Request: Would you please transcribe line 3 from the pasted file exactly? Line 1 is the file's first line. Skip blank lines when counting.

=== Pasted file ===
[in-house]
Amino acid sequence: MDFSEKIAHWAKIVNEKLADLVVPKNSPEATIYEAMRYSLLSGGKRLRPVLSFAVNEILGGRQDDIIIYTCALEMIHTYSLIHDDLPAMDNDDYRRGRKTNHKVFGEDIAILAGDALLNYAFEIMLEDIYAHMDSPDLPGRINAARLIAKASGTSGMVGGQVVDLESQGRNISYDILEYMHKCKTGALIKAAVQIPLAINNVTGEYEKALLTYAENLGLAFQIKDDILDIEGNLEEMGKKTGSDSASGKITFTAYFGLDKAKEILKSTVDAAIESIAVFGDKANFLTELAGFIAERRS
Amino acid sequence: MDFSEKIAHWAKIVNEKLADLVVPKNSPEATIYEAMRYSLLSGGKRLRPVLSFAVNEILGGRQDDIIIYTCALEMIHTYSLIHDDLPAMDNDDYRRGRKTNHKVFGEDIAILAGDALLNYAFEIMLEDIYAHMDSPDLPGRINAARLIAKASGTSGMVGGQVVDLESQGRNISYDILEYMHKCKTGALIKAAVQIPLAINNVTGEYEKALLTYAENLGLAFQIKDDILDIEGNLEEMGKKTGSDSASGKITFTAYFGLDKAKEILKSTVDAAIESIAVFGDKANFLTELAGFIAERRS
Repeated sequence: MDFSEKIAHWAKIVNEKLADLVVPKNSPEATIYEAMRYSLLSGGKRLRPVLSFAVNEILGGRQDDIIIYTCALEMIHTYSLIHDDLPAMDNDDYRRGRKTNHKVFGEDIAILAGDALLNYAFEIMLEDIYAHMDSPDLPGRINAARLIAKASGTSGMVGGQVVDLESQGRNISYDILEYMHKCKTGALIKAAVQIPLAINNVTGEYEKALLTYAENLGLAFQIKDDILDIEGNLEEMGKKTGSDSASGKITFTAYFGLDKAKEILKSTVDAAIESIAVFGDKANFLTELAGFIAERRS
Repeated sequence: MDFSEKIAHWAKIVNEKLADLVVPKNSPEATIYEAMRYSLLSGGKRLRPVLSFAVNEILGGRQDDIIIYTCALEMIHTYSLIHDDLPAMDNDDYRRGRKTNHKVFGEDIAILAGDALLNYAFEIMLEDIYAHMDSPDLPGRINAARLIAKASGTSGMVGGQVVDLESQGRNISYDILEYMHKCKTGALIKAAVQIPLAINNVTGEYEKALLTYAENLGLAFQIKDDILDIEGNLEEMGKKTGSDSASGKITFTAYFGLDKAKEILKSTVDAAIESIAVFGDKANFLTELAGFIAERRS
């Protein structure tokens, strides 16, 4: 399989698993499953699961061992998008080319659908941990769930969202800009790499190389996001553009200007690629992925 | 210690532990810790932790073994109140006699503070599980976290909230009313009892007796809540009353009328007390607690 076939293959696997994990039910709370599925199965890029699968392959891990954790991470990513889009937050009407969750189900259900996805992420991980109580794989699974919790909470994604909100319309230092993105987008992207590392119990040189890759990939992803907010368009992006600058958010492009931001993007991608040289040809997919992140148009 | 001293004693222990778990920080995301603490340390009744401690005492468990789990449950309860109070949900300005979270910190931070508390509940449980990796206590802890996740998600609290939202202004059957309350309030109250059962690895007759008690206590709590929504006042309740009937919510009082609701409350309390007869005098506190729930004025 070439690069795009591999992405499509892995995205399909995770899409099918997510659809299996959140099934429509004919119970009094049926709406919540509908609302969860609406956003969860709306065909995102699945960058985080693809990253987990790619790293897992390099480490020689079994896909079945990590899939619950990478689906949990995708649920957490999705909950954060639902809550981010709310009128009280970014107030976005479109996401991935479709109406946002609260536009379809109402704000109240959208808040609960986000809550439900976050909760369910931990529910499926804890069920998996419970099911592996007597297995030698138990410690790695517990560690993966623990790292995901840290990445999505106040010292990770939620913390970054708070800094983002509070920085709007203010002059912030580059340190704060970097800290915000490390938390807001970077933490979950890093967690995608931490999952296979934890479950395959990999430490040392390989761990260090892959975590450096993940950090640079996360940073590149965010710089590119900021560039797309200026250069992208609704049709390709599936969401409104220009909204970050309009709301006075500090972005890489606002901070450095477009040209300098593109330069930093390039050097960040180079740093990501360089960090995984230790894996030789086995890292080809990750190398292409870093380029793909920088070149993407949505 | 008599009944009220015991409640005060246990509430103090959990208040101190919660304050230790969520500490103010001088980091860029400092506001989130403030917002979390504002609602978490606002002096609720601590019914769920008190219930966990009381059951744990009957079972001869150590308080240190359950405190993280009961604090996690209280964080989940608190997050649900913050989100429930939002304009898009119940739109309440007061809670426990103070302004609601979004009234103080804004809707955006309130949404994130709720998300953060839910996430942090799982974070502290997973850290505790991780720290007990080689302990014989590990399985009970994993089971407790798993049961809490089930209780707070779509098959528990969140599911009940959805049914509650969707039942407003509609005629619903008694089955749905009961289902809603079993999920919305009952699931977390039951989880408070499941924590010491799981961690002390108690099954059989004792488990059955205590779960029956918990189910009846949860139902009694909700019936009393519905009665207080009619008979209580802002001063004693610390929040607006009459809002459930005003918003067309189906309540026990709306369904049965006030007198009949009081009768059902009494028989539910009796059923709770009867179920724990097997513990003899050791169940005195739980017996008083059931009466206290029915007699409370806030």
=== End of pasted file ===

Amino acid sequence: MDFSEKIAHWAKIVNEKLADLVVPKNSPEATIYEAMRYSLLSGGKRLRPVLSFAVNEILGGRQDDIIIYTCALEMIHTYSLIHDDLPAMDNDDYRRGRKTNHKVFGEDIAILAGDALLNYAFEIMLEDIYAHMDSPDLPGRINAARLIAKASGTSGMVGGQVVDLESQGRNISYDILEYMHKCKTGALIKAAVQIPLAINNVTGEYEKALLTYAENLGLAFQIKDDILDIEGNLEEMGKKTGSDSASGKITFTAYFGLDKAKEILKSTVDAAIESIAVFGDKANFLTELAGFIAERRS